Cities Are Good for You: The Genius of the Metropolis

Leo Hollis, Author
Leo Hollis. Bloomsbury, $28 (416p) ISBN 978-1-62040-206-1
Hardcover - 384 pages - 978-1-4088-2662-1
Open Ebook - 416 pages - 978-1-4088-2663-8
Hardcover - 416 pages - 978-1-4088-2661-4
Hardcover - 407 pages - 978-1-4088-4348-2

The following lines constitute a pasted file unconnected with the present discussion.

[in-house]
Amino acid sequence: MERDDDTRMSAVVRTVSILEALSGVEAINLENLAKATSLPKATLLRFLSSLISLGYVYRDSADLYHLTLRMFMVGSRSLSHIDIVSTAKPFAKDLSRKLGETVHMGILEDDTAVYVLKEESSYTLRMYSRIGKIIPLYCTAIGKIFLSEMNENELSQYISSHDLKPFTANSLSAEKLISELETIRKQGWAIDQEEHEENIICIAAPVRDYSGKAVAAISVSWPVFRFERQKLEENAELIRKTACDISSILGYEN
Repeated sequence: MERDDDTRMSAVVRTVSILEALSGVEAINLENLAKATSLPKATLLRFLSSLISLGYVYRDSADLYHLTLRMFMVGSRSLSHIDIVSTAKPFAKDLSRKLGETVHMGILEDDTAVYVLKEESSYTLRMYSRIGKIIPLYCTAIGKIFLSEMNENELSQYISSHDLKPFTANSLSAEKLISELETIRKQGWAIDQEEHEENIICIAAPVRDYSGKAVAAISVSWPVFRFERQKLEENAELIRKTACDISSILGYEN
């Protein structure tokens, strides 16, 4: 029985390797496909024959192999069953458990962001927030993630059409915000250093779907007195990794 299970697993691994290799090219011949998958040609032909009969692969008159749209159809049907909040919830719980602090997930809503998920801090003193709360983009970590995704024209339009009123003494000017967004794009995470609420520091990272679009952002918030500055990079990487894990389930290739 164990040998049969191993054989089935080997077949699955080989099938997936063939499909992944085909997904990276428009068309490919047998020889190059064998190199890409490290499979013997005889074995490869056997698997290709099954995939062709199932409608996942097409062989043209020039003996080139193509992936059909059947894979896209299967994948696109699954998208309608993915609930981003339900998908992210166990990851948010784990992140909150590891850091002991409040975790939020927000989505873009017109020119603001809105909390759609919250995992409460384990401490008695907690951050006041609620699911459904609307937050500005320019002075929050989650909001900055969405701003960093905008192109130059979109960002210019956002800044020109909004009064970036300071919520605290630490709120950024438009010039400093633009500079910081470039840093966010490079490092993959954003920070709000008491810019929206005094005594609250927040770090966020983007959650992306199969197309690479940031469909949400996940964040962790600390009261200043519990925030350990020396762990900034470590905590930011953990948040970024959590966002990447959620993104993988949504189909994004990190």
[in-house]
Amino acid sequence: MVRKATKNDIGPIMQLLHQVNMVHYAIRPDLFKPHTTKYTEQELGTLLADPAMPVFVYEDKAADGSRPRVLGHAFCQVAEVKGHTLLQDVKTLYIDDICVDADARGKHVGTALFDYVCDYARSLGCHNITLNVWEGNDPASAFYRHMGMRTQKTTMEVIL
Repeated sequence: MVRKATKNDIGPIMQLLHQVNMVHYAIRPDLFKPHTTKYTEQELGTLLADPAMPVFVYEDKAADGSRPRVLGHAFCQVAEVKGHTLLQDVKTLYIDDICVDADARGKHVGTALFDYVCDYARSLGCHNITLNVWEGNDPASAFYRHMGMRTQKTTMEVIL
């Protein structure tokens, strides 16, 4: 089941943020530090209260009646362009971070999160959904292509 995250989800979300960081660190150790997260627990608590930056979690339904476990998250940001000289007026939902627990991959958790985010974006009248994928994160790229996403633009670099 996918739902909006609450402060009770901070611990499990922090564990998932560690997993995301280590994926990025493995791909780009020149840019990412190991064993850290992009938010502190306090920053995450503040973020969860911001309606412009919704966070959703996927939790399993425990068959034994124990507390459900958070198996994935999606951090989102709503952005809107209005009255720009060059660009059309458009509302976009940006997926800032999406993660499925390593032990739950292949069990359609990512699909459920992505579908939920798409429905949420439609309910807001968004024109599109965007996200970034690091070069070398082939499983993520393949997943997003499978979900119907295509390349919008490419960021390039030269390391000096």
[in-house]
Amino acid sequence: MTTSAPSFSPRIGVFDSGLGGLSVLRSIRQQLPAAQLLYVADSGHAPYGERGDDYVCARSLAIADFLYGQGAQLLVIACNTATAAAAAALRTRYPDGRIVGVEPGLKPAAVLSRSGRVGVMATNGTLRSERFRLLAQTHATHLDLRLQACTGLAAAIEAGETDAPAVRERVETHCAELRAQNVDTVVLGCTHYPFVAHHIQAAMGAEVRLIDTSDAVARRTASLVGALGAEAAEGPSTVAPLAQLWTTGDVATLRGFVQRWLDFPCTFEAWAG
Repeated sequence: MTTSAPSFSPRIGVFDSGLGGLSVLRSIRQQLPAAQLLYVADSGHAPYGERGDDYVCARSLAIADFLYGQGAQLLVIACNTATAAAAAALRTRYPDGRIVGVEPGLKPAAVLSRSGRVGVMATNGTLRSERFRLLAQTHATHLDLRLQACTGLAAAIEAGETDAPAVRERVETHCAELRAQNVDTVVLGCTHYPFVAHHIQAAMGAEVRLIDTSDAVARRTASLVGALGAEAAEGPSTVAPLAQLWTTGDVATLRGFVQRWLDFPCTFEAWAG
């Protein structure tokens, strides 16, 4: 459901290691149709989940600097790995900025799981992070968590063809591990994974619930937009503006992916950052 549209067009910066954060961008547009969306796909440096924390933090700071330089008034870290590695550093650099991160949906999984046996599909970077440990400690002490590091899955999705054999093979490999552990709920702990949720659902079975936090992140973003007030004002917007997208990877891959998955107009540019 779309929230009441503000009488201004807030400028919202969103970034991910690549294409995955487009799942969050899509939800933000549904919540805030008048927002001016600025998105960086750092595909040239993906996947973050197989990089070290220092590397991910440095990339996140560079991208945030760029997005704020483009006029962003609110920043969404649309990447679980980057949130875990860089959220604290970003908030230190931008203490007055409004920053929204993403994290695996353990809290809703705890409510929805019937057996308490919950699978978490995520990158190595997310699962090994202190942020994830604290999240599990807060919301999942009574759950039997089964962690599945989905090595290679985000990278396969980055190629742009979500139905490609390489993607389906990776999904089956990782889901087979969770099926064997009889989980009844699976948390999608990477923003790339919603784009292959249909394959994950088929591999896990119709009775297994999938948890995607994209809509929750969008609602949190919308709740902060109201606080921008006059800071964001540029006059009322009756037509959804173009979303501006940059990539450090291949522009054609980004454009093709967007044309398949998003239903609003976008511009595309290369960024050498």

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Forget the title; London-based writer and historian Hollis (The Stones of London: A History in Twelve Buildings) doesn’t make a solid case for the superiority of cities over suburbs or countryside. But having spent time in places as varied as Manhattan, Bangalore, and Venice, and having researched his subject, he has much to say about urban dynamism. He is particularly engaging when writing about slums, such as in a detailed profile of Mumbai’s Dharavi district (including its insufficient water supply and lack of public toilets); as well as on technologically sophisticated bus systems in Curtiba, Brazil, and Bogota; and on the construction of new “eco-cities” like Masdar, Abu Dhabi, and Tianjin Eco, China. However, Hollis sometimes flits from topic to topic and devotes too little attention to such megacities as Jakarta and Lagos. He also tends toward abstraction, as when describing the August 2011 London riots (“the city turned in on itself with extraordinary violence”), and can flood the reader with meaningless statistics (the millions of square feet of planned residential and commercial space in Songdo, South Korea), all of which make parts of the book read like urban studies–lite. However, these shortcomings are balanced by passages that colorfully demonstrate, through anecdotes and data, how particular cities are “extraordinary economic engines of wealth and innovation.” 55 b/w illus. Agent: Patrick Walsh, Conville and Walsh. (Aug.)
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